The Swiss ambassador to Washington, Urs Ziswiler, will be in attendance at the swearing in ceremony of Barack Obama on Tuesday.This content was published on January 20, 2009 - 09:56
In this interview with the Swiss News Agency, Ziswiler outlines the challenges facing the 44th president of the United States.
SNA: It's expected to be very cold in Washington during the ceremony. Do you think you'll hold out in the freezing temperatures along with Obama?
Urs Ziswiler: Certainly, I'm looking forward to this historic day. Such a large event has never been seen before.
SNA: Have you already had an opportunity to congratulate Obama?
U. Z.: I've only met him once - before the vote – when we briefly shook hands. But we have used the past few months to make contact with people who will play a role in the new government.
Three thousand civil servants in the entire administration will be replaced so a new network has to be built up.
SNA: Do you already know some of these new people?
U. Z.: I'm looking forward to working together with people such as the designated Treasury Secretary Tim Geithner who has good contacts with Switzerland – or with Dennis Ross, the future advisor to the Secretary of State, Hillary Clinton. I know him from my time in the Middle East.
SNA: What do you see as the issues straining Swiss-American relations?
U. Z.: There is a lot of work to do as far as the economy is concerned and in financial aspects. Many fear that more pressure will be placed on Switzerland in these areas. Democrats as well as Republicans are pushing to see that all the tax money owed to the US is returned.
SNA: Will the people in Obama's administration take a different course than those in Bush's government?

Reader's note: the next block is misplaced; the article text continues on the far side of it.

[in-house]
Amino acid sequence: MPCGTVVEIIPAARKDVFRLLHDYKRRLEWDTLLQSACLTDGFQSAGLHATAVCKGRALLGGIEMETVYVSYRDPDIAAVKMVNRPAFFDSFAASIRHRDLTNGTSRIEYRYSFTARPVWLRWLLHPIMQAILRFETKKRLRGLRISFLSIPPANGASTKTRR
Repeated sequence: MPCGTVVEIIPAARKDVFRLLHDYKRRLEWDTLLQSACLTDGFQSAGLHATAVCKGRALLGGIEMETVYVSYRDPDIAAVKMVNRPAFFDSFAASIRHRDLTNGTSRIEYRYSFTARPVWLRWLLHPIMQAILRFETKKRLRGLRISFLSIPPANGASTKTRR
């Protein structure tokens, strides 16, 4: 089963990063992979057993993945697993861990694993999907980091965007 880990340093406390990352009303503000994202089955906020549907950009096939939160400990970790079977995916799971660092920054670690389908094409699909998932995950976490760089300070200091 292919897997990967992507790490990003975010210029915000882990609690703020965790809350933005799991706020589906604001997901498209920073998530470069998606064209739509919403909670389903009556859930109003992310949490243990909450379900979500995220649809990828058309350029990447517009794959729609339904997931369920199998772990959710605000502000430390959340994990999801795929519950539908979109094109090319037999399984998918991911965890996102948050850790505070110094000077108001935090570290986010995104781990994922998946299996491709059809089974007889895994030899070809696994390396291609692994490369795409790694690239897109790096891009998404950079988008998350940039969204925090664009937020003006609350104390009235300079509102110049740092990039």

U. Z.: Yes, mainly in foreign policy. Obama has announced that he will not be afraid of direct contact with governments Bush refused to speak to. Switzerland represents the interests of the US in Iran and Cuba – two of the states Bush avoided.
It is also Obama's declared goal to close the prison at Guantanamo. Switzerland has an interest in this issue since it is the depository state of the human rights' convention.
SNA: The expectations placed in Obama are very high. Can he meet them?
U. Z.: It will hardly be possible to move forward quickly in every area, as is hoped. But Obama has the ability to admit when something isn't working, and he knows how to explain that in public. This was not a strength of George W. Bush.
SNA: Have plans already been made for a visit of the president or the secretary of state to Switzerland?
U. Z.: No date has been agreed but we hope that Obama or Clinton will take part in an international conference in Geneva.
SNA: The annual meeting of the World Economic Forum in Davos is also a good opportunity for high-ranking politicians to meet.
U. Z.: Yes, although this year's date at the end of January is not ideal for making contacts with American politicians.
The new government representatives must first, one after the other, be confirmed in their posts. However, Obama's economic advisor Larry Summers and senators Chris Dodd and Barney Frank are expected to be in Davos.
Swiss News Agency, Roman Elsener in New York
At least one million people are expected to view the inauguration from Washington's National Mall. 5,000 portable toilets will be set up for the huge crowd.
Hundreds of thousands of additional spectators will pack Pennsylvania Avenue to watch the inaugural parade. The record was set during the 1965 inauguration of Lyndon B. Johnson, when 1.2 million people attended.
240,000 tickets have been distributed, free of charge, for the swearing-in ceremony on Capitol Hill.
Some online ticket brokers are selling seats for more than $8,000.
Temperatures are not expected to rise above freezing for the event.
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